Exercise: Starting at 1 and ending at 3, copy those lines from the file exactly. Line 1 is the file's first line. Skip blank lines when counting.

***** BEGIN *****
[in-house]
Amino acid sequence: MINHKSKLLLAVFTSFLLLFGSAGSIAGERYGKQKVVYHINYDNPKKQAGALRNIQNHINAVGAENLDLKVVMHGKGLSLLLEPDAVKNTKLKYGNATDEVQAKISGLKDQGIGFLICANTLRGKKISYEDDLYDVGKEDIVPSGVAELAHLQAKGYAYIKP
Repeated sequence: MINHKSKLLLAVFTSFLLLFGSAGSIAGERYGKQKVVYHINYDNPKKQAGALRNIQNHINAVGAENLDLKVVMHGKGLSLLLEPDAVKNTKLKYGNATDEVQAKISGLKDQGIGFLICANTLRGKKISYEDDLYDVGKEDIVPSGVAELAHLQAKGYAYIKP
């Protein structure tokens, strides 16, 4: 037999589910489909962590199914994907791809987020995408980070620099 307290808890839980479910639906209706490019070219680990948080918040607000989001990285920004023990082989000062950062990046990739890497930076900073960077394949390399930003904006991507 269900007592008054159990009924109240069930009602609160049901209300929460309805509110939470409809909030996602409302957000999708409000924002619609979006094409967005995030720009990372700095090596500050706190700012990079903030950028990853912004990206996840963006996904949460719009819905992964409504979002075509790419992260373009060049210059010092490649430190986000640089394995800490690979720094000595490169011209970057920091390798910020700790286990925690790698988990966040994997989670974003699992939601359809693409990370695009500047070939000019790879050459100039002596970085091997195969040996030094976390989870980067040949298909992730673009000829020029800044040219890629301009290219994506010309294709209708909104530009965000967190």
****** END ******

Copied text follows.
[in-house]
Amino acid sequence: MINHKSKLLLAVFTSFLLLFGSAGSIAGERYGKQKVVYHINYDNPKKQAGALRNIQNHINAVGAENLDLKVVMHGKGLSLLLEPDAVKNTKLKYGNATDEVQAKISGLKDQGIGFLICANTLRGKKISYEDDLYDVGKEDIVPSGVAELAHLQAKGYAYIKP
Repeated sequence: MINHKSKLLLAVFTSFLLLFGSAGSIAGERYGKQKVVYHINYDNPKKQAGALRNIQNHINAVGAENLDLKVVMHGKGLSLLLEPDAVKNTKLKYGNATDEVQAKISGLKDQGIGFLICANTLRGKKISYEDDLYDVGKEDIVPSGVAELAHLQAKGYAYIKP